1 Crawley AC, Brook DA, Muller VJ, Petersen BA, Isaas EL, Biekicki J, et al. Enzyme replacement therapy in feline model of the Matroteaux-Lamysyndrome. J Clin Invest 1996; 97: 1864-1873.
2 Watson JD. The Double Helix. New York: Atheneum, 1968: 1-6.
3 Hofmann AF. The enterohepatic circulation of bile acids in health and disease. In: Sleisinger MH, Fordtran JS, eds. Gastrointestinal Disease. Volume 1. 5th ed. Philadelphia: Saunders, 1993: 127-150.
Abstract or Article in a Supplement
4 Klin M, Kaplowitz N. Differential susceptibility of hepatocystesto TNF-induced apoptosis vs necrosis [Abstract]. HEPATOLOGY 1998; 28(Suppl): 310A.
Journal article in electronic format
4 Spycher C, Zimmerman A, Reichen J. The diagnostic value of liver biopsy. BMC Gastroenterol. 2001; 1: 12. Cited 22 Nov 2007. Available from URL: http://www.biomedcentral.com/1471-230X/ 1/12.
Online article not yet published in an issue
5. An online article that has not yet been published in an issue (therefore has no volume, issue or page numbers) can be cited by its Digital Object Identifier (DOI). The DOI will remain valid and allow an article to be tracked even after its allocation to an issue.
Testro AG, Visvanathan K. Toll-like receptors and their role in gastrointestinal disease. J.Gastroenterol. Hepatol 2009 doi 10.1111/j.1440-1746.2009.05854.x
- Tables should be self-contained and complement, but not duplicate, information contained in the text.
- Tables should be cited consecutively in the text and should be numbered using Arabic numerals.
- Each table should be presented on a separate page at the end of the main document file, with a comprehensive, but concise legend above the table.
- Tables should be double-spaced, and should not contain internal lines
- Do not use tabs or spaces to separate data points in tables. Each data point must be contained within a unique cell.
- Column headings should be brief, with units of measurement in parentheses. All abbreviations should be defined in footnotes.
- For footnotes, use the following symbols, in sequence: †, ‡, §, ¶ (*, **, *** should be reserved for P-values).
- Identify statistical measures of variation, such as standard deviation and standard error of the mean.
- Illustrations (line drawings and photographs) are classified as figures.
- Figures should be cited in consecutive order in the text using Arabic numerals.
- Insert easily seen arrows or letters to identify entities (they should be in bold and in colour).
- Photographs should be submitted as high resolution files (at least 300 d.p.i.)
- Photographic images should be provided as .tif or .jpeg files. Provide the figures in their original format where possible. Any accompanying text (figure legends etc.) should be included separately at the end of the main text file. Do not embed photographic images in Word or PowerPoint documents.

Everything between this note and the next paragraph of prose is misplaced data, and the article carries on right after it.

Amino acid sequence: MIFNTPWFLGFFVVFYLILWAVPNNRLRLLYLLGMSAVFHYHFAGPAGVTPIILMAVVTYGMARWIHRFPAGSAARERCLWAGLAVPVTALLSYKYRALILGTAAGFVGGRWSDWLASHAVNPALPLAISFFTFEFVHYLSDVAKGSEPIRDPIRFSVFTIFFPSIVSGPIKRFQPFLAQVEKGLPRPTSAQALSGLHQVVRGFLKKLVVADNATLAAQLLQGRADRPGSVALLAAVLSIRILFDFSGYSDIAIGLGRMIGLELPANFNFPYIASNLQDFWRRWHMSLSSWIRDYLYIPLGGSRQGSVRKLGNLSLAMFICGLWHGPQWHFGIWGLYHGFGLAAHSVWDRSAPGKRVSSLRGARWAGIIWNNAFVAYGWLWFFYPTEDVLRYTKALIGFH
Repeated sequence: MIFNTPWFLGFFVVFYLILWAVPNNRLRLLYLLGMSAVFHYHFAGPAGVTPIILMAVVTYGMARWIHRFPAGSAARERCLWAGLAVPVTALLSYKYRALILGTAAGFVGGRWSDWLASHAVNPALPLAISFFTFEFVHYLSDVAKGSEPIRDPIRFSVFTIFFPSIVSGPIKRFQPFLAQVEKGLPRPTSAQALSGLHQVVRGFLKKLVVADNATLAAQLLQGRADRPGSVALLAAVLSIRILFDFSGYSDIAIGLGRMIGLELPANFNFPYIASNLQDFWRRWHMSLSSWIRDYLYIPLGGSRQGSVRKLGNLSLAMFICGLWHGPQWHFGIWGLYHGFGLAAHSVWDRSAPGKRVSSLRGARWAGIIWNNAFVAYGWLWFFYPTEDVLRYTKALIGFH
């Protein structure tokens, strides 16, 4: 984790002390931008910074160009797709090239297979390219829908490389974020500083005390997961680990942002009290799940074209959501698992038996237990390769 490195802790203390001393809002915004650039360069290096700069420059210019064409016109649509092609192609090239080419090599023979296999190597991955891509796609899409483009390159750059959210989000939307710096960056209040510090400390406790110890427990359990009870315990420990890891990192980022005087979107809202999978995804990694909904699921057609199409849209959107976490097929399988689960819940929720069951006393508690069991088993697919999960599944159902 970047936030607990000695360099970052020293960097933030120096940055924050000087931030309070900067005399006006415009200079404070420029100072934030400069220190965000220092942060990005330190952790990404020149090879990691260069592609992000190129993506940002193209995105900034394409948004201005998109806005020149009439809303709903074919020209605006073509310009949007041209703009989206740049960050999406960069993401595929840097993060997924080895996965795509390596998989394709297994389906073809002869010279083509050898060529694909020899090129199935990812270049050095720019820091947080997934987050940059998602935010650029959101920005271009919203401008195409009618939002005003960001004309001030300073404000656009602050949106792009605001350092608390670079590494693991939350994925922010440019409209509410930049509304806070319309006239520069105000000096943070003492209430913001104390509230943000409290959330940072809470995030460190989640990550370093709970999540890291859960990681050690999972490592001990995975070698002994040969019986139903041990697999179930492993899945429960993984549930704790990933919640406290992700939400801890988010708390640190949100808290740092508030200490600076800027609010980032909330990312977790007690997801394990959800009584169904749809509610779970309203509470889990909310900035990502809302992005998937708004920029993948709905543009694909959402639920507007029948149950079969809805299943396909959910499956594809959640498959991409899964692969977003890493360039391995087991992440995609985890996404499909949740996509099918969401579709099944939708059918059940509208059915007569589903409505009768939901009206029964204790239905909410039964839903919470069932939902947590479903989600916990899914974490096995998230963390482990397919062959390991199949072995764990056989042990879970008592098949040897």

- Wherever possible, line figures (graphs and drawings) should be provided as .eps files. If this is not possible, figures should be supplied in their original format. For example, line figures designed in Excel or PowerPoint should be submitted as such, and not embedded in Word (.doc) files.
- Legends must be submitted for all figures, and should be included at the end of the manuscript text. They should be self-explanatory and incorporate definitions of symbols. Abberviations and units of measurement should be explained so that the figure and its legend are understandable without reference to the text. Indicate the stains used in histopathology. Identify statistical measures of variation, such as standard deviation and standard error of the mean.
(Further information about digital graphics standards can be found at: http://authorservices.wiley.com/bauthor/illustration.asp).
Reproduction of Tables and Figures
If tables or figures have been reproduced from another source, a letter from the copyright holder (usually the Publisher), stating authorization to reproduce the material, must be attached with the cover letter.
Color photographs should be submitted as good quality, glossy color prints. A charge of US$530 for the first three color figures and US$265 for each extra color figure thereafter will be charged to the author.
Color on the Web Service
If you do not wish to pay for color production in print, your color figures can be reproduced in color online for free. This only applies to figures which are appropriate for reproduction in color online, but black and white in the printed journal. This is not possible for some figure types such as line figures where the figure would have to be altered for print publication (changing colours to grey shading) therefore making the print and online figures different.
ETHICAL CONSIDERATIONS (Further Information)
Authors must state that the protocol for the research project has been approved by a suitably constituted Ethics Committee (Human or Animal) of the institution within which the work was undertaken and that it conforms to the provisions of the Declaration of Helsinki (as revised in Tokyo 2004), available at http://www.wma.net/en/30publications/10policies/b3/ The Journal of Gastroenterology and Hepatology retains the right to reject any manuscript on the basis of unethical conduct of either human or animal studies. All investigations on human subjects must include a statement that the subject gave informed consent, usually in writing. Patient anonymity should be preserved. Photographs need to be cropped sufficiently to prevent human subjects being recognized (or an eye bar should be used).